Dear John,

These have been ten long months on the ancient forest blockades, a vast and growing community of the deeply concerned doing whatever is peacefully possible, from love and with great self-sacrifice, to draw the era of industrial forestry ravaging the land in your own electoral backyard on Pacheedaht territory, to a close.

It hasn’t been easy keeping people fed, warm and supported 24-7 on the frontlines that long, whatever the weather. It hasn’t been any easier dealing with the onslaught of mass raids of militarized RCMP swooping and scooping people with harsh and erratic overreach in their illegal exclusion zones, unlawfully arresting people–journalists, legal observers, Indigenous youth, nowhere close to breaching the BC Supreme court injunction. Or the threats of rubber bullets and tear gas on tree-sitters, the towing and impoundment of vehicles, the assaults on Indigenous youth, the violation of peoples civil liberties while you stay smugly sidelined.

Then there are the people damned brave enough to defend the rare scraps of real forest in the face of the injunction and the battalion of well-armed and disorganized Mounties, some perched 100′ up in ancient hemlocks or cemented into the roads, arrested with the use of helicopters or jackhammers and what cost to taxpayers?

Has it not occurred to you how severe is the ecological and climate crisis that has brought people out in droves, many from a new generation of bright and committed youth, to do these kind of things? I saw a banner on the frontlines that read: “Protecting the last 2.7% of the old-growth shouldn’t be so radical”.  Exactly!

But there is more to the forest than the trees and this one thing is really bugging me: that the only thing you had to say about the blockades, that were spawned at Fairy creek,  in all these months was to gloat over how the folks involved didn’t care about Indigenous rights or they’d have picked up and left when the band Chief whose authority presides exclusively over reserve lands asked for third party activists to leave the territory.

All of a sudden John Horgan was the born-again champion of Indigenous rights, but not once as I am aware have you made any ounce of effort to meet with a prominent and well-respected elder on that territory who has provided pivotal leadership in asserting his rights to defend his sovereign territory in the face of a gag order placed on him and many others and who has asked for support from far and wide and it has shown up in spades, showing you up in equal measure.  I know you know who I am talking about and I know you have avoided him and that is cowardly.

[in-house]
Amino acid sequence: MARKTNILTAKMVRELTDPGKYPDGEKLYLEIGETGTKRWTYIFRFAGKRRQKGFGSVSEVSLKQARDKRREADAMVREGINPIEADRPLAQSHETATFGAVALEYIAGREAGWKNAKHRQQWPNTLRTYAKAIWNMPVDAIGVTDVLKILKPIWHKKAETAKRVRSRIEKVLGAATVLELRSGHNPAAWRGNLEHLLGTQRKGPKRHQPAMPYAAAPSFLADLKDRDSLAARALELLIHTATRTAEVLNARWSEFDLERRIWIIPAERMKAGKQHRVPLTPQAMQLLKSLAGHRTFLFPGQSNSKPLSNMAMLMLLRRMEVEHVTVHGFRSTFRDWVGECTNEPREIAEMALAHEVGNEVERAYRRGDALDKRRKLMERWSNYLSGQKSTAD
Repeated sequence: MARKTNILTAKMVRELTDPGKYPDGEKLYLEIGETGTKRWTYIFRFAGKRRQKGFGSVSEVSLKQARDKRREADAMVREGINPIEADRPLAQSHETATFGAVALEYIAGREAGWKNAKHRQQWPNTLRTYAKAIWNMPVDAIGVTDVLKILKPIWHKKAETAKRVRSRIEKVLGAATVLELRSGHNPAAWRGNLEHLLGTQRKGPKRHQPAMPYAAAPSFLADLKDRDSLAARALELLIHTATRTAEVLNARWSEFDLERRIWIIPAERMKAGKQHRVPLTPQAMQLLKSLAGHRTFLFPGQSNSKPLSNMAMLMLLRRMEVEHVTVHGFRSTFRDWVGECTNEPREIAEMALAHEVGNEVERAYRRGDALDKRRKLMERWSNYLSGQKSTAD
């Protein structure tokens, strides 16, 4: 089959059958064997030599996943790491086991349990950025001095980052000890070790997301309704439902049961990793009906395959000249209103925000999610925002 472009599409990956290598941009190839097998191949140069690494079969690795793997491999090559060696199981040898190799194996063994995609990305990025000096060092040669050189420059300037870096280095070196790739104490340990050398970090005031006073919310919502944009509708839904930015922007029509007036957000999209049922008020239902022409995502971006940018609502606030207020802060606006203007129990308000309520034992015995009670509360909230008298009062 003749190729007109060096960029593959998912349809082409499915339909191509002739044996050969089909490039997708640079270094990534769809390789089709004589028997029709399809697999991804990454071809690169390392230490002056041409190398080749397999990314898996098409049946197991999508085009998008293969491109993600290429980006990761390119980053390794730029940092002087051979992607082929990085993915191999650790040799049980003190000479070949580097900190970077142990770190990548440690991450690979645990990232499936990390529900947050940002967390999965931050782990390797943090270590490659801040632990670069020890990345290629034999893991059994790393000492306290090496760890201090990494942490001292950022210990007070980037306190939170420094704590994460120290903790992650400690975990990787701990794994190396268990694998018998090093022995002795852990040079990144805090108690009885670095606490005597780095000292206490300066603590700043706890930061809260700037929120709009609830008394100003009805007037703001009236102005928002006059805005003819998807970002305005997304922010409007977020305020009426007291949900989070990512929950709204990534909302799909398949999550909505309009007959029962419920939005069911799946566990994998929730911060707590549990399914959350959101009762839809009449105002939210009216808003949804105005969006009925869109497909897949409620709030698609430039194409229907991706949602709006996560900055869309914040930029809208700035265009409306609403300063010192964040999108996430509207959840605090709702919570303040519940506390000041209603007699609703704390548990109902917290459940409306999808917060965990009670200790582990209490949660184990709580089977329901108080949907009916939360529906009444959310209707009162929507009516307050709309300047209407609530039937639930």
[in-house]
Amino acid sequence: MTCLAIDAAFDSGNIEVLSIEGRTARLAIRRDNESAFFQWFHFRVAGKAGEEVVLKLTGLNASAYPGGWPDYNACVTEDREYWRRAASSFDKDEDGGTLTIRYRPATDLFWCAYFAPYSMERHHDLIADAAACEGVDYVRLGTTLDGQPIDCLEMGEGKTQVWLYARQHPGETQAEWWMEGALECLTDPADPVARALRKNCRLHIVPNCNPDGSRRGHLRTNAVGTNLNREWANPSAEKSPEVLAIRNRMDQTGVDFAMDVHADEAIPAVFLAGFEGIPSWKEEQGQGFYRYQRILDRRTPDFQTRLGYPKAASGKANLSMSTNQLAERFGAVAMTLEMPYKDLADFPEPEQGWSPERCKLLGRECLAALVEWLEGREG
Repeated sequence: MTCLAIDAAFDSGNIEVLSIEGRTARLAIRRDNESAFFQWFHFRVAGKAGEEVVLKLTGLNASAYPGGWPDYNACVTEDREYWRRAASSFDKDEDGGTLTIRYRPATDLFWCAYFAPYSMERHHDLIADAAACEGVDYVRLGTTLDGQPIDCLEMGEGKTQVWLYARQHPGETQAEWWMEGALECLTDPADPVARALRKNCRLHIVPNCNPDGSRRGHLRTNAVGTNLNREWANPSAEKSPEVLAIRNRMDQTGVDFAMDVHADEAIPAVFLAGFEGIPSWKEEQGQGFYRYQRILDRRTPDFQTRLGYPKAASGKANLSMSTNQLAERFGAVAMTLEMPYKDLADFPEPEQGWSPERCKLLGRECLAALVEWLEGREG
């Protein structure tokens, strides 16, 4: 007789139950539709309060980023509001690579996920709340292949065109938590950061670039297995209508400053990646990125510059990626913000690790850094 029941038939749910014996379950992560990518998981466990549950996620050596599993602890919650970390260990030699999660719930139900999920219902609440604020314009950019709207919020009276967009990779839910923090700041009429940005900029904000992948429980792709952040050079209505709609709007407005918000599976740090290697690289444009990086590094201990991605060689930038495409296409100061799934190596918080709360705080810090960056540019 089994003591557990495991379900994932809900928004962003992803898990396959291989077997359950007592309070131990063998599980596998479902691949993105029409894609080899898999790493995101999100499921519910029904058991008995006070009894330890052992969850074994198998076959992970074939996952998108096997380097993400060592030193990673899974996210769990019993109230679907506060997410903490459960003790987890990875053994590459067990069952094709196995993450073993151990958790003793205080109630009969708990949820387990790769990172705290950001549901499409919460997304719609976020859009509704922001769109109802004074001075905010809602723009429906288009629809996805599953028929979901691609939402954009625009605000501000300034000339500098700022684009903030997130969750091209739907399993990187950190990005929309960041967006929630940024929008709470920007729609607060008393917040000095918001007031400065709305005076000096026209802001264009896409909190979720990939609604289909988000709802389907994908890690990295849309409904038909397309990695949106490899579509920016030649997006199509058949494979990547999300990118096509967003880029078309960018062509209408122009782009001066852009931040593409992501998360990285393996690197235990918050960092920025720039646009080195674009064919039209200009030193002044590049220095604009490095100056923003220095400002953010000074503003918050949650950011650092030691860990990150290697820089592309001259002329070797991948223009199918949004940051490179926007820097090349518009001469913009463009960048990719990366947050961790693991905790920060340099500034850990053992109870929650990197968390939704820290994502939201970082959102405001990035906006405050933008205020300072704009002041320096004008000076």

This shows that you may be the one who still has a problem respecting Indigenous rights, except of course, where Indian Act band councils can be manipulated by the process of revenue-sharing agreements that offer meager financial crumbs in exchange for expansion of resource extraction industries that sign away the rights of title-holders to exercise their rights and responsibilities to defend their land. When nations sign these agreements, it is under economic duress: log and take a cut or log and get nothing, as usual. These agreements do not constitute free, prior and informed consent, a basic condition of the very declaration of Indigenous rights that your government signed into law.

So what gives? As the situation on the ground becomes more tense and less safe for many of your constituents, your presence is known by your conspicuous absence. Where is the leadership people expect of an NDP Premier? Where is the respect for the Indigenous leaders in this epic struggle to turn back the tides of classic resource colonialism and to protect the last of the landscape that existed, cared for and sustained Indigenous people on this coast for time immemorial?  The colossal atrocity of mass graves of 215 children in Tk’emlúps te Secwepemc speaks directly to the privileged negligence of generations of settler-colonial power-holders, upholding the gross inequities and injustices of colonial power relations and white supremacism that devalues Indigenous lives.

So, my question to you is when will you speak directly with elder Bill Jones, a residential school survivor and strong leader and the Indigenous youth leading the direct action movement in your electoral backyard and listen deeply and respectfully to what they have to say and what they are asking of the Premier by way of healing and not repeating the wounds of the past?

I publicly challenge you with Bill’s prior consent to accept this as an invitation to do so on camera,  as soon as possible. Bill has requested a dinner, with tea and conversation.

Will you accept?

Bobby Arbess
Victoria, B.C on Lekwungen territory